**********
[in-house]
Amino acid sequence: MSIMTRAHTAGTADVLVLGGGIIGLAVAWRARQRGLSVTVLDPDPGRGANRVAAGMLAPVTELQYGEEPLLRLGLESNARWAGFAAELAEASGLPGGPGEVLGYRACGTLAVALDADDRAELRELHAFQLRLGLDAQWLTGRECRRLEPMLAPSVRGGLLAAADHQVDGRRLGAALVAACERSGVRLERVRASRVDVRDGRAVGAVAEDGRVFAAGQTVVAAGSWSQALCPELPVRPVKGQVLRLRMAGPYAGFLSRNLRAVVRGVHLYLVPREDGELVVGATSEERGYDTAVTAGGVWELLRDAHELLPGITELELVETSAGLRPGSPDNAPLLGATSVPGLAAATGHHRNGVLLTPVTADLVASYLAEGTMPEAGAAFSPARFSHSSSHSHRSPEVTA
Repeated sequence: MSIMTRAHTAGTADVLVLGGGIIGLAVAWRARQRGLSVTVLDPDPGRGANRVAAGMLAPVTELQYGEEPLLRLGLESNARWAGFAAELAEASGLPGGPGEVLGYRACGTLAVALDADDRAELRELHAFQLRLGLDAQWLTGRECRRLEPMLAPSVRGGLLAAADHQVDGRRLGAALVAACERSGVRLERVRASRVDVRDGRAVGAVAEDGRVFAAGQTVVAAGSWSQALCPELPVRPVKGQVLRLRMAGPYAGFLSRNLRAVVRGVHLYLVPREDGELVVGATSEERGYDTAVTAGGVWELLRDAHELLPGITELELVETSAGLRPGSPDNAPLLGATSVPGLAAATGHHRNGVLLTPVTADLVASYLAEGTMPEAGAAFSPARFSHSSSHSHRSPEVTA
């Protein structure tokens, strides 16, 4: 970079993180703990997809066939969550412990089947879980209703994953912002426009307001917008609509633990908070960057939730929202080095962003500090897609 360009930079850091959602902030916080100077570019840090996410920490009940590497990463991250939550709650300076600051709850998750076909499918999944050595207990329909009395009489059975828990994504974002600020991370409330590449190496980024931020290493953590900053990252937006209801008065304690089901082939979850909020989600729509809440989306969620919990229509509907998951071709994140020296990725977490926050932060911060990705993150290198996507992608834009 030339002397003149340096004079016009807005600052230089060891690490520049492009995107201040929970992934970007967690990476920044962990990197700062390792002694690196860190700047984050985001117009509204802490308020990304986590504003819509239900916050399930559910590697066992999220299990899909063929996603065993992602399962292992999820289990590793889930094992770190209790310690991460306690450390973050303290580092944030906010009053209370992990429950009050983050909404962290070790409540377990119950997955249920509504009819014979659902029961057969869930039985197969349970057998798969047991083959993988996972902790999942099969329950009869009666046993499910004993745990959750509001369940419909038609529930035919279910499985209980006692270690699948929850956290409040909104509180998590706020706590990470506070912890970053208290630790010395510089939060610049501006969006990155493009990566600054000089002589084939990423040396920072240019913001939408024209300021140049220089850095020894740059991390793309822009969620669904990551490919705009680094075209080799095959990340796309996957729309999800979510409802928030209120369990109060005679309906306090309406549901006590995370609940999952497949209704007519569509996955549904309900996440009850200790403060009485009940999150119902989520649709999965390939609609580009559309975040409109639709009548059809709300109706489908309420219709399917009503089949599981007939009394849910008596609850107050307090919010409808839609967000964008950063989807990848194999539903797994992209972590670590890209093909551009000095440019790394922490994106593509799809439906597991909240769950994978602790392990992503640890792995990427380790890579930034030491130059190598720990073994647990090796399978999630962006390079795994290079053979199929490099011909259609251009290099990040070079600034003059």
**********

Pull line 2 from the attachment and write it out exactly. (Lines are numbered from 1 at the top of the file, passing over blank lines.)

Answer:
Amino acid sequence: MSIMTRAHTAGTADVLVLGGGIIGLAVAWRARQRGLSVTVLDPDPGRGANRVAAGMLAPVTELQYGEEPLLRLGLESNARWAGFAAELAEASGLPGGPGEVLGYRACGTLAVALDADDRAELRELHAFQLRLGLDAQWLTGRECRRLEPMLAPSVRGGLLAAADHQVDGRRLGAALVAACERSGVRLERVRASRVDVRDGRAVGAVAEDGRVFAAGQTVVAAGSWSQALCPELPVRPVKGQVLRLRMAGPYAGFLSRNLRAVVRGVHLYLVPREDGELVVGATSEERGYDTAVTAGGVWELLRDAHELLPGITELELVETSAGLRPGSPDNAPLLGATSVPGLAAATGHHRNGVLLTPVTADLVASYLAEGTMPEAGAAFSPARFSHSSSHSHRSPEVTA